Romney Faces Questions over Faith in S. Carolina Many conservative voters are hesitant to back Republican presidential candidate Mitt Romney, whose faith is Mormon. The former Massachusetts governor faces a particular challenge in South Carolina, where voters are largely evangelical.
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Romney Faces Questions over Faith in S. Carolina

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Romney Faces Questions over Faith in S. Carolina

Romney Faces Questions over Faith in S. Carolina

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This is MORNING EDITION from NPR News. Good morning. I'm Renee Montagne.


And I'm Steve Inskeep.

Trace the route through the early voting states and you see one Republican with an advantage. A New York Times survey finds Mitt Romney leading in both Iowa and New Hampshire. But the same survey finds many of his supporters are not sure of their choice. And a little later in the primary schedule comes South Carolina, where the former Massachusetts governor faces a particular challenge. That state is seen as a test of which candidate does best with religious conservatives. Romney is Mormon.

So NPR's Linda Wertheimer has been asking South Carolina voters if they can support him.

LINDA WERTHEIMER: We met with South Baptist voters from Greenwood in the western part of the state and Mount Pleasant near Charleston in the south. Although we met many people who admire Romney's values, some of those same people are concerned about his faith.

At a women's bible study class at the Cooper East Baptist Church, we met Melanie Lott, who told us she was born in Utah.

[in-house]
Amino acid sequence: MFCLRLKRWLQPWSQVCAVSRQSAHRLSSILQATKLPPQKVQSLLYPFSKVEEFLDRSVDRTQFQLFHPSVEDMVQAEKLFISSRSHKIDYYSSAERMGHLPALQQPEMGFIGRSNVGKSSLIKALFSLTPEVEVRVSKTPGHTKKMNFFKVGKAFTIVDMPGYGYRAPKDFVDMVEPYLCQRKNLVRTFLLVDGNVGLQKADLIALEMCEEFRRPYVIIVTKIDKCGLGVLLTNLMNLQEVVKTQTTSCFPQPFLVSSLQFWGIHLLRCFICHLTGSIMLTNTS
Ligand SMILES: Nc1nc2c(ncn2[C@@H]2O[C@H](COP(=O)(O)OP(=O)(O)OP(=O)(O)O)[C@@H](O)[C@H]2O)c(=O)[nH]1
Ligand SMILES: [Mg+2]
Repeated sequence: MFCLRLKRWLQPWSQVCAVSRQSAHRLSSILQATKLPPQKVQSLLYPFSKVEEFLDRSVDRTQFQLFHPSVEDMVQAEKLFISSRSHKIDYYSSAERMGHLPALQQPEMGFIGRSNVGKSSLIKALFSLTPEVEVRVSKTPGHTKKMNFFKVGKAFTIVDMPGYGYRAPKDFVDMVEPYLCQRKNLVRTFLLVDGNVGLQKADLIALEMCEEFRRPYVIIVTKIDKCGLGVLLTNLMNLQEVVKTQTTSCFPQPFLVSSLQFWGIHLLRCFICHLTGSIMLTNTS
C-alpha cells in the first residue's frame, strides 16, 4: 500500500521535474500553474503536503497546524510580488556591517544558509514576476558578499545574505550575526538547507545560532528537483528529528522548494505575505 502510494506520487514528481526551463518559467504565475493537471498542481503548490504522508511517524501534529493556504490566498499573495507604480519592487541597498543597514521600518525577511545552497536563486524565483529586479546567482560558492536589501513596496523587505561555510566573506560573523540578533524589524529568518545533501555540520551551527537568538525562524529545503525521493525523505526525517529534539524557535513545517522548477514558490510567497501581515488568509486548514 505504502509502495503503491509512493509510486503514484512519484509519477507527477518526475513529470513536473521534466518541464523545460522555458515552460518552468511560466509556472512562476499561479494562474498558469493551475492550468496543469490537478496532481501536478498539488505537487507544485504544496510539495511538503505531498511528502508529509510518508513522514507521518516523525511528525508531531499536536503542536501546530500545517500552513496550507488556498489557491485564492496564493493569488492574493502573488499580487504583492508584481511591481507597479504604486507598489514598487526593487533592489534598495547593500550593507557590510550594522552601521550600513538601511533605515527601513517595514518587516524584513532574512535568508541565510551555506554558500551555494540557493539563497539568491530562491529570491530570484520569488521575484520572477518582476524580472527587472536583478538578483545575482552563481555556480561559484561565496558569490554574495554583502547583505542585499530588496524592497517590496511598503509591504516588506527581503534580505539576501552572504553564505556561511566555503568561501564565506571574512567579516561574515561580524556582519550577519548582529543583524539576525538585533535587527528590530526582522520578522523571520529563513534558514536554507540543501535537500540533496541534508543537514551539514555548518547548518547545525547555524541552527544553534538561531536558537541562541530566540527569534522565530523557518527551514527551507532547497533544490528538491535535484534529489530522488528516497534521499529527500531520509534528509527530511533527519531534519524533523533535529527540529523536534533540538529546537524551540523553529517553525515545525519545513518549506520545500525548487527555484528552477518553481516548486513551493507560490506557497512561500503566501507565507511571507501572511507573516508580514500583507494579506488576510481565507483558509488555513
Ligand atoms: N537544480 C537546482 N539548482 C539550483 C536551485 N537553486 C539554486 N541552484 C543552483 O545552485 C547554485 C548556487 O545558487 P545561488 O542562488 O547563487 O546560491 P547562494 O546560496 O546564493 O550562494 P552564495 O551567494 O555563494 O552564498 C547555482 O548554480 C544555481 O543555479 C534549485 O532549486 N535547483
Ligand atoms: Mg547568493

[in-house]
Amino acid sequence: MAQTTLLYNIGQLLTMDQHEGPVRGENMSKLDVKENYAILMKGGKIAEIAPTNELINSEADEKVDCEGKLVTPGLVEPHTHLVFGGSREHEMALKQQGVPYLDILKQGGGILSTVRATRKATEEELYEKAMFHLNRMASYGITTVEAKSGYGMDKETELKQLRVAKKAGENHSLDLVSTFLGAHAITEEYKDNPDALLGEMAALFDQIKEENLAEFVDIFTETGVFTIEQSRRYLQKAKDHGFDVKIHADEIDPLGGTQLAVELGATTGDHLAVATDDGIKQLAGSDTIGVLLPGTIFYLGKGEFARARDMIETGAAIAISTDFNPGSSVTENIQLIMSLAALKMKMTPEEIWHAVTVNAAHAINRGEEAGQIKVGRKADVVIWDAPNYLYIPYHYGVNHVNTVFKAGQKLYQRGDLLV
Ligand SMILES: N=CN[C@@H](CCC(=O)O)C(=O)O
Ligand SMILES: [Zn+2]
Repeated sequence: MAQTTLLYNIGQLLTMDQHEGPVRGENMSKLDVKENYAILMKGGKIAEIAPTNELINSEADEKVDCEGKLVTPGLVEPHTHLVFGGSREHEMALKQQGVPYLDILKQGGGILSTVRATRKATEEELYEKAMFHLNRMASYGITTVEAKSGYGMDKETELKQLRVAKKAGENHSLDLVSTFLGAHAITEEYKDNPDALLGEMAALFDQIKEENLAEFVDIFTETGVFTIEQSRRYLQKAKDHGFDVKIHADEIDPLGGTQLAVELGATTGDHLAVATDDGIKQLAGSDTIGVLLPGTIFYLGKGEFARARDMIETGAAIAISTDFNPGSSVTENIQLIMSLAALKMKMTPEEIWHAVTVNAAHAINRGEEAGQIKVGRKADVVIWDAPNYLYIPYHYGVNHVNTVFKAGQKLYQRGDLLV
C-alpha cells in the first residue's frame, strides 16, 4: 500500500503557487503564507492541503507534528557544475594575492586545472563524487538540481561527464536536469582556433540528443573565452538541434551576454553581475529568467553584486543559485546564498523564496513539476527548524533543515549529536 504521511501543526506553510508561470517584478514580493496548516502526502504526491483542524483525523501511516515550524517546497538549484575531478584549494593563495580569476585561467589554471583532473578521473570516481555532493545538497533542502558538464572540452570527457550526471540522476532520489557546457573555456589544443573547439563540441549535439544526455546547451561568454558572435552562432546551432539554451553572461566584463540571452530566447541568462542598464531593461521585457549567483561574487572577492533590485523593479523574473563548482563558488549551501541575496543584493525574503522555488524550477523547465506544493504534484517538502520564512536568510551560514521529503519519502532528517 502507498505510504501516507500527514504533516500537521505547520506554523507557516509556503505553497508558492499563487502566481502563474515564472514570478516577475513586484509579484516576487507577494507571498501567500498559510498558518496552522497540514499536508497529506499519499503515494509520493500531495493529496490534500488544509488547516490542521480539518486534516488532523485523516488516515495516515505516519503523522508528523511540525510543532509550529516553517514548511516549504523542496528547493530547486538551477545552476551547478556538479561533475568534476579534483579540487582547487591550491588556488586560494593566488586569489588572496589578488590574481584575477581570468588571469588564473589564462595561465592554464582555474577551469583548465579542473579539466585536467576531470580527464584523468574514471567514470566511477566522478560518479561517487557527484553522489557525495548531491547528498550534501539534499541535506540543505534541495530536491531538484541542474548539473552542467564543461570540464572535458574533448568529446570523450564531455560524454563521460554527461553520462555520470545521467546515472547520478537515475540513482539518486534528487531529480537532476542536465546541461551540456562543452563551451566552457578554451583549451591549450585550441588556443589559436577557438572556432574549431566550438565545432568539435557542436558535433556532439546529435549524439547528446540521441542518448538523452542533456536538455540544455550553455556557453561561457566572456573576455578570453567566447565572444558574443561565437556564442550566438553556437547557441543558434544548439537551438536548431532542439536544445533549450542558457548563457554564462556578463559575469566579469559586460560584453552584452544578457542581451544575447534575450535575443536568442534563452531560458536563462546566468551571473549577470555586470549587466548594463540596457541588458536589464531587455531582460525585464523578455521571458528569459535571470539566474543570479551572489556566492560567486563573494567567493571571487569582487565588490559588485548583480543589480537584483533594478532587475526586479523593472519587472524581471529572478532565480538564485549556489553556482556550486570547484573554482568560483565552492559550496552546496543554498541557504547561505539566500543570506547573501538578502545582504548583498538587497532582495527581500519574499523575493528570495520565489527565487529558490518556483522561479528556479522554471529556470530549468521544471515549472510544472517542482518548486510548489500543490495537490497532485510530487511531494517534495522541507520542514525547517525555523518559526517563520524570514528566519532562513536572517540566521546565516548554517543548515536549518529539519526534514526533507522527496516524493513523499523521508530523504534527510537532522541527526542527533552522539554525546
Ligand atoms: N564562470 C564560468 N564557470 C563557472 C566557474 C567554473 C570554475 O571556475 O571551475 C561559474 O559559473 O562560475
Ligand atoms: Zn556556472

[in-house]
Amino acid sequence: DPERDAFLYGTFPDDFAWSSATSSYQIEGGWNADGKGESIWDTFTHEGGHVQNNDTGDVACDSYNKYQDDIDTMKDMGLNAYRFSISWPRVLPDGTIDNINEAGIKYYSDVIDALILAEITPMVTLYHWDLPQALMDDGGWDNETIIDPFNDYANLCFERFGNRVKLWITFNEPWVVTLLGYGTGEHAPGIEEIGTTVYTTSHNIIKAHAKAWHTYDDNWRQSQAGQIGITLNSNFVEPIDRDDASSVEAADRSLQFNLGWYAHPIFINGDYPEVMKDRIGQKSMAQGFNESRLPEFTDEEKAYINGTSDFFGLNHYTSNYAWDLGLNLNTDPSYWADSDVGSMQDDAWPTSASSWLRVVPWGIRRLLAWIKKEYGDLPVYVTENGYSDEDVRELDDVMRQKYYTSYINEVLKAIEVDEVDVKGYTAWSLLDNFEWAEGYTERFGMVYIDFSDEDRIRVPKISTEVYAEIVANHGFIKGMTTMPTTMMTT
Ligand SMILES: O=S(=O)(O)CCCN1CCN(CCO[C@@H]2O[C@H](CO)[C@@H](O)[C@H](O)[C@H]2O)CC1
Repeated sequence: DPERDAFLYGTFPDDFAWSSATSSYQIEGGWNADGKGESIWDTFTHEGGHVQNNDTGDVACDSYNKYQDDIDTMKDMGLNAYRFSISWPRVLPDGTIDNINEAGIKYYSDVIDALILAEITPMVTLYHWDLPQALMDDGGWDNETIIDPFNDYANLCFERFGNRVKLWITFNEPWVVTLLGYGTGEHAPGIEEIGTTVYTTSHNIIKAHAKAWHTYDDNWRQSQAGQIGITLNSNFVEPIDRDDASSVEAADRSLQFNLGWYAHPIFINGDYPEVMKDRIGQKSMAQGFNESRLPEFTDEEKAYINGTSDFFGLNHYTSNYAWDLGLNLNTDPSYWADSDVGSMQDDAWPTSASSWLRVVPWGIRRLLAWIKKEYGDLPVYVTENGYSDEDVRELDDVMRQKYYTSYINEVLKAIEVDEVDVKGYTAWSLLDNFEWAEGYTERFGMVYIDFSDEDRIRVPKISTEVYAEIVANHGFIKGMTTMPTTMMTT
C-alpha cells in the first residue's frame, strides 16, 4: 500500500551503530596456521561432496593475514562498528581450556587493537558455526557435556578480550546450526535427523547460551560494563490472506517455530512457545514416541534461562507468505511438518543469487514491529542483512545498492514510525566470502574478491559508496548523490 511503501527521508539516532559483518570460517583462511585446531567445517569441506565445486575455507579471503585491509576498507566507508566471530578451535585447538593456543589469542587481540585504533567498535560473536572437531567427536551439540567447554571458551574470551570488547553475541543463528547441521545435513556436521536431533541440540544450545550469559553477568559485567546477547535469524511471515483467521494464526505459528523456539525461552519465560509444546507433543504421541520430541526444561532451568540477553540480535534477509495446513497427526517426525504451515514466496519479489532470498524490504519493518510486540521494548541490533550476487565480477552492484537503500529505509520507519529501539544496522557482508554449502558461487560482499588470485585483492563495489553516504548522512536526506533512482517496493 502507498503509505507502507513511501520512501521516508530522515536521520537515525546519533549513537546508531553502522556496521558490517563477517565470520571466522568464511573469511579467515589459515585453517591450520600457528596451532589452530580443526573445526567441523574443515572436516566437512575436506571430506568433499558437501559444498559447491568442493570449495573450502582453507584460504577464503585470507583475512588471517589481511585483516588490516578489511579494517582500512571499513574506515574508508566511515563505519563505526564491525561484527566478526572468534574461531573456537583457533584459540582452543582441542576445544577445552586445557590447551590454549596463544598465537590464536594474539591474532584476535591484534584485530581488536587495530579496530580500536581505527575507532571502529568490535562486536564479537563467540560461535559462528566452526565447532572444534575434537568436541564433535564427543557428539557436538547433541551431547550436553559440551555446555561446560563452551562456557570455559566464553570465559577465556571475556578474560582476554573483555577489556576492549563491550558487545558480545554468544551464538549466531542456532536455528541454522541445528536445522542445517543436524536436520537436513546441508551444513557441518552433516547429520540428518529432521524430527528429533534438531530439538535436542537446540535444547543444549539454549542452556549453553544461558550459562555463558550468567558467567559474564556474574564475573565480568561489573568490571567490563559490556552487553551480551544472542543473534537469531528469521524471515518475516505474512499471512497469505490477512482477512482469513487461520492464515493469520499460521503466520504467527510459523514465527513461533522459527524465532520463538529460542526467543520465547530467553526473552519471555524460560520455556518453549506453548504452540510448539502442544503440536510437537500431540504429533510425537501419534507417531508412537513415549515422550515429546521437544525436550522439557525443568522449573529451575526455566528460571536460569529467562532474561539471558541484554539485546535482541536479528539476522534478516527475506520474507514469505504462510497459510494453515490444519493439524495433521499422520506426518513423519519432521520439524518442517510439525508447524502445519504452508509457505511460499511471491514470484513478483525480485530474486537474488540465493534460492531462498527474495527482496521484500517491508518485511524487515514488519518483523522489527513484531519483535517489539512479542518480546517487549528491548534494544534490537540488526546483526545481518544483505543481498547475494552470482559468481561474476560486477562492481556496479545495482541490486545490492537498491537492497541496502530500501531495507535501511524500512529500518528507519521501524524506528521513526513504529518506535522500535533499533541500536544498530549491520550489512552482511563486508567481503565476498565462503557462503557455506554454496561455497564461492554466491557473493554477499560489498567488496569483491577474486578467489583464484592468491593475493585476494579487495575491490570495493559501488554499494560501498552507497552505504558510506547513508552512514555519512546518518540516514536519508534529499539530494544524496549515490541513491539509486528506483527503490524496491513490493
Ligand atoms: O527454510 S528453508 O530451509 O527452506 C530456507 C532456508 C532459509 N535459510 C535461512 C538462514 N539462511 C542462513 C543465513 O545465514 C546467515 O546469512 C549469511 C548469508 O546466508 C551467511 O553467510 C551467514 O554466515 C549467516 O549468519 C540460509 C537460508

Ms. MELANIE LOT: I, you know, have a little bit background, know a little bit about Mormonism. And there's absolutely no way that I could vote for Mitt Romney because of that. It's not a Biblically-based, Judeo-Christian religion. It's a cult.

WERTHEIMER: We heard that word from others as well. And people raised other concerns, like the attitude of the Mormon Church toward race.

Cindy Mosteller of Cooper East Baptist Church is a former Republican county chair in South Carolina.

Ms. CINDY MOSTELLER: You know, they wouldn't allow black people even in their church till '78. This is like theological. I don't see how they can defend it. I've asked Governor Romney these questions; he told me, who are you to ask me these questions? And I said at some point CNN could ask you these questions, Governor Romney. He basically said I'm through with this conversation. And I told him I live in this state with this many African-Americans. How do I ask them to endorse you if you're a nominee?

WERTHEIMER: The Romney campaign confirmed that encounter and an unpleasant exchange with Mosteller. They pointed out that she is on the Fred Thompson advisory committee. But besides race, there are also serious theological differences between Mormons and evangelical Christians; notably that the Latter Day Saints have an additional book besides the Bible, The Book of Mormon.

Ron Daimer(ph) is from Westside Baptist in Greenwood.

Mr. RON DAIMER: They have another book that they believe in, it's part of their faith system, that's not the Bible. And yet the Bible says this is it. This is finished. No jot, no tittle shall be added to this. I mean that's a major difference.

WERTHEIMER: The pastor of Cooper East Baptist Church in Mount Pleasant is called Buster because his last name is Brown. He told us that in his view, Mormons are desperately wrong, as he put it, on who Jesus Christ is and on salvation. But he also worries that a Mormon candidate may not be electable.

Reverend BUSTER BROWN: In the general election, what concerns me is that if Romney is the nominee and he gets in through the larger media, I fear that some of the issues that are really endemic to Mormonism - i.e., polygamy; they're very late coming to the understanding that all people are made in the image of God, not just Anglos - if that's really trumpeted loudly enough, I think it could really torpedo any Mormon candidate.